Carneiro surmised that a world state would come about by imposition, and by its very nature would be very tyrannical for the first 300 or 400 years. "Eventually, if we project the process far enough -- 1,000 years into the future -- the rough edges would be knocked off."
In his New Orleans presentation, Carneiro said Albert Einstein also foresaw a world state as totalitarian and despotic, but nevertheless as the lesser of two evils. "Do I fear the tyranny of a world government?" Einstein wrote. "Of course I do. But I fear still more the coming of another war." Not everyone would accept Einstein's tradeoff.
In New Orleans, Graber said the number of states will continue to increase in proportion to population during the next 200 years to a likely stable maximum of about 350, followed by a final deproliferation into a single entity that will grow ever more state-like.
Peter N. Peregrine of Lawrence University, Melvin Ember and Carol R. Ember -- using archaeological data to chart the size of states over time -- plotted a line that suggests a world state will not emerge for another 3,000 years.
Paul Roscoe of the University of Maine said it's unclear exactly what constitutes "global unification," and predictions of when it will occur depend very much on the definitions of polities and states that researchers bring to the table. Thus the traditional definition of a state as one that exercises a monopoly of physical force within its borders is not always adequate. Roscoe said that as far as economic resources are concerned, "it could be argued that Bill Gates and Microsoft, with an army of lawyers rather than warriors, exert greater political control over more people on earth than does the current nation-state of Papua New Guinea, where the current government has little control over anybody or anything beyond a couple of major urban centers."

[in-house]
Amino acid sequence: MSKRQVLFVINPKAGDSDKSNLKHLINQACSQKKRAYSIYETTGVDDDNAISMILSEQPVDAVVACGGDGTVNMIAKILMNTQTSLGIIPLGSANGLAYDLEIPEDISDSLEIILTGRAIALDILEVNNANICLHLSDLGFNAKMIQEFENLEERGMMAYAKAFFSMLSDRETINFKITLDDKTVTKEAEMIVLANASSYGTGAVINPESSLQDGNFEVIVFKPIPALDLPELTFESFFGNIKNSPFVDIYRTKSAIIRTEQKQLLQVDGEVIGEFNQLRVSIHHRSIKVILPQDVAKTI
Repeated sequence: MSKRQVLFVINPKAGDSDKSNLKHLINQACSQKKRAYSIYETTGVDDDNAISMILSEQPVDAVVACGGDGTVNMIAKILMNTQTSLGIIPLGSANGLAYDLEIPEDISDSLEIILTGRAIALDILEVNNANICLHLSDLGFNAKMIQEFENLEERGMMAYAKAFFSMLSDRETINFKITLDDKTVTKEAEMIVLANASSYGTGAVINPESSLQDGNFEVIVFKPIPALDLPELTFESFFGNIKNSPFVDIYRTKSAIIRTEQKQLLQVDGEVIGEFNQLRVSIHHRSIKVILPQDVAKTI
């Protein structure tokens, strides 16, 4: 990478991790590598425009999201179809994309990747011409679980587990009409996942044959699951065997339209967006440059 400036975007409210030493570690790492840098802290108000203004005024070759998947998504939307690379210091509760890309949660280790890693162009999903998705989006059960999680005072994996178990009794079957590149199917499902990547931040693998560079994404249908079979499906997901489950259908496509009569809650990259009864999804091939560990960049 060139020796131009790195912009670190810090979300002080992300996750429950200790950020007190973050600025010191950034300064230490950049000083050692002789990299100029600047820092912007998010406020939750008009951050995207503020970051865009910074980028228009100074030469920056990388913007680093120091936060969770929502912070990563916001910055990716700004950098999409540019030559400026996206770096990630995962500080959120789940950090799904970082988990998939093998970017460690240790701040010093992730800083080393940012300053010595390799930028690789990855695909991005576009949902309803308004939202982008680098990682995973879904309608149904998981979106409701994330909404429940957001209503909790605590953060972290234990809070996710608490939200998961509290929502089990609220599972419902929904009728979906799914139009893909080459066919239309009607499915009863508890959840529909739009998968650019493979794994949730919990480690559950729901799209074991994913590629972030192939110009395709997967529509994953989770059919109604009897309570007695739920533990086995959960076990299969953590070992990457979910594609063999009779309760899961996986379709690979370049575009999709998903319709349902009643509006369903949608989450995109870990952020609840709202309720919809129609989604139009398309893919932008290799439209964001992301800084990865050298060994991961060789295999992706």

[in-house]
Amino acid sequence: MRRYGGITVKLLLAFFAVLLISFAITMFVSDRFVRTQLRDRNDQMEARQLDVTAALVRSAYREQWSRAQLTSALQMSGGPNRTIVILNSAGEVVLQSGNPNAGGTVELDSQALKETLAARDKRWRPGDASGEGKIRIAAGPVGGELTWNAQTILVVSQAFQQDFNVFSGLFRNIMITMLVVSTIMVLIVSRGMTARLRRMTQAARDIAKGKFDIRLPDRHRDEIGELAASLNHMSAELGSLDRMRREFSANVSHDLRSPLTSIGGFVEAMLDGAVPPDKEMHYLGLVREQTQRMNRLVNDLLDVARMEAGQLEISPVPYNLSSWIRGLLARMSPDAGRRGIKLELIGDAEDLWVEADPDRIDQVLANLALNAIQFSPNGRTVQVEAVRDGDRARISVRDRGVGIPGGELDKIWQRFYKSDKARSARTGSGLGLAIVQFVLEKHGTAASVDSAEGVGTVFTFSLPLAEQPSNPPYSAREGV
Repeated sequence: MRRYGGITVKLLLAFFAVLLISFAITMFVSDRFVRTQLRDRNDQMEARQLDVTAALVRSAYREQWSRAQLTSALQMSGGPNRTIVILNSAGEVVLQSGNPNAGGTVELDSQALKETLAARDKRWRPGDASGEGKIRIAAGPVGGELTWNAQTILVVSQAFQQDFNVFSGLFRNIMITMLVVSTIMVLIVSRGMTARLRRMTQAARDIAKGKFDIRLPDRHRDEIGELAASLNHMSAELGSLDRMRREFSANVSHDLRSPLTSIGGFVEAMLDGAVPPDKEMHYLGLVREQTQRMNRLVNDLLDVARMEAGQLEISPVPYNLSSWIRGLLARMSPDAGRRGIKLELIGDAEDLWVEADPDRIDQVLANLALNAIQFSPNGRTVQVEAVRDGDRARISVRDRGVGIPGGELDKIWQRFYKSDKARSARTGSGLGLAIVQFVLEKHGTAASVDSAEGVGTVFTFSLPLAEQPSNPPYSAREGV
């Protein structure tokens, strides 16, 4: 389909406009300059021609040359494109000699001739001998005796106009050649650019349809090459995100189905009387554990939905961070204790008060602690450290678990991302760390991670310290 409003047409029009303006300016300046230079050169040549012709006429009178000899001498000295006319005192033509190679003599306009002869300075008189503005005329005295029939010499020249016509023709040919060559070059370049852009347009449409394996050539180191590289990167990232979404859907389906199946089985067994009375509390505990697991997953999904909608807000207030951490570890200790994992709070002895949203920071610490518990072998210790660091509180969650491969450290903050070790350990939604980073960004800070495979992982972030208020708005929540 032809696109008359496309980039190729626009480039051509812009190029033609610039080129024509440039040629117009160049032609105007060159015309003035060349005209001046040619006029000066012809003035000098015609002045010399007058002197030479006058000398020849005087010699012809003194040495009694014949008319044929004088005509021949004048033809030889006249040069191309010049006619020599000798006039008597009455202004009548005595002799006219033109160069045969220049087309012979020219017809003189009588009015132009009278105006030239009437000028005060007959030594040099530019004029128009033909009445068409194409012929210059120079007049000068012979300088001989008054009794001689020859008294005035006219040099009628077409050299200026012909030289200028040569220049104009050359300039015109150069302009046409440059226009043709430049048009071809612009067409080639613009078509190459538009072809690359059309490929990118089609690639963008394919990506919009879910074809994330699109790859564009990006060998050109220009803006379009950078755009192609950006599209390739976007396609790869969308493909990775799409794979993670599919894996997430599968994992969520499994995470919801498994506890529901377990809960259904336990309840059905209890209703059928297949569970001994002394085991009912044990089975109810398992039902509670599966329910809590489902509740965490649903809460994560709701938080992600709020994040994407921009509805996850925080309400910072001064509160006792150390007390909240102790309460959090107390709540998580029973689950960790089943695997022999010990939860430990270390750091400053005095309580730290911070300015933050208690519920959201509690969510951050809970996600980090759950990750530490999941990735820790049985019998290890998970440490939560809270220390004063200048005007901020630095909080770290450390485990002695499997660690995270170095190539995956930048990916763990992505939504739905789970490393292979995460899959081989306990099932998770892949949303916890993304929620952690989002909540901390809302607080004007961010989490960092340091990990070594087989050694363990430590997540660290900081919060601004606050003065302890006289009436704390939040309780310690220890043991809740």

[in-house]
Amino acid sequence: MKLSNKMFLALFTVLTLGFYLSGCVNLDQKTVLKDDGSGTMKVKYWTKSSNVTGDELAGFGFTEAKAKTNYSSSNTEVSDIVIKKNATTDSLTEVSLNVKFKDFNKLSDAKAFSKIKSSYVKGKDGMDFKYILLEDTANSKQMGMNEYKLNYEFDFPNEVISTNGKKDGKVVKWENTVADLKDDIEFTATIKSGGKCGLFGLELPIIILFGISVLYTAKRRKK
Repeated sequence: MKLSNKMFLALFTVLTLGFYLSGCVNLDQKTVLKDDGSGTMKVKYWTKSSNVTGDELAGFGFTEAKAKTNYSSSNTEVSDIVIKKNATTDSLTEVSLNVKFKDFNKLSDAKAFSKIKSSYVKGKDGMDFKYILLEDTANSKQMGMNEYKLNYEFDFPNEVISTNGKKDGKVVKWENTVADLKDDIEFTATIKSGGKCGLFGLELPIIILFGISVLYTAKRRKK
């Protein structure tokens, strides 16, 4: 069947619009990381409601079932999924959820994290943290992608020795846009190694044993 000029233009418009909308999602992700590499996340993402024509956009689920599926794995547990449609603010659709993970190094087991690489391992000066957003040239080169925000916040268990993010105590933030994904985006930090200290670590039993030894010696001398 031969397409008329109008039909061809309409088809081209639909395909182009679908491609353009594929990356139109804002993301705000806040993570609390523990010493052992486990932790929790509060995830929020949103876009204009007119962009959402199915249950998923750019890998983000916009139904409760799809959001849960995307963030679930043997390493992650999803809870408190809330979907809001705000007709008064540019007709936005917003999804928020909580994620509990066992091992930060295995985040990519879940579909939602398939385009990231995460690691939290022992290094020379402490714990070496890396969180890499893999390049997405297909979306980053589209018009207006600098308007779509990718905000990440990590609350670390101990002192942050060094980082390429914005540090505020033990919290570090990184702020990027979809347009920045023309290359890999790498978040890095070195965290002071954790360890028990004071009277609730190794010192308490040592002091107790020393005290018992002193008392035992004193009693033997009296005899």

Because of the multivariate forces of economics, religion, ethnicity, and nationality, Roscoe suggested, "perhaps there is no global unification, only global unifications."
Amber Johnson of Truman State University asked: "What would a world state do?" She argued that the primary function of a state is in the domain of external affairs. But, she asked, if the primary function of a state is to control its borders and interact with neighboring states, what border would a "world state" control and what other state would it interact with? "What would hold it together if there were not an 'other' to make us distinguish between 'us' and 'them'?"
Therefore, Johnson said, whatever form a "world state" takes cannot be predicted simply on the basis of what came before. "We are not likely to anticipate truly new forms of organization until the conditions for their emergence are already in existence," she concluded.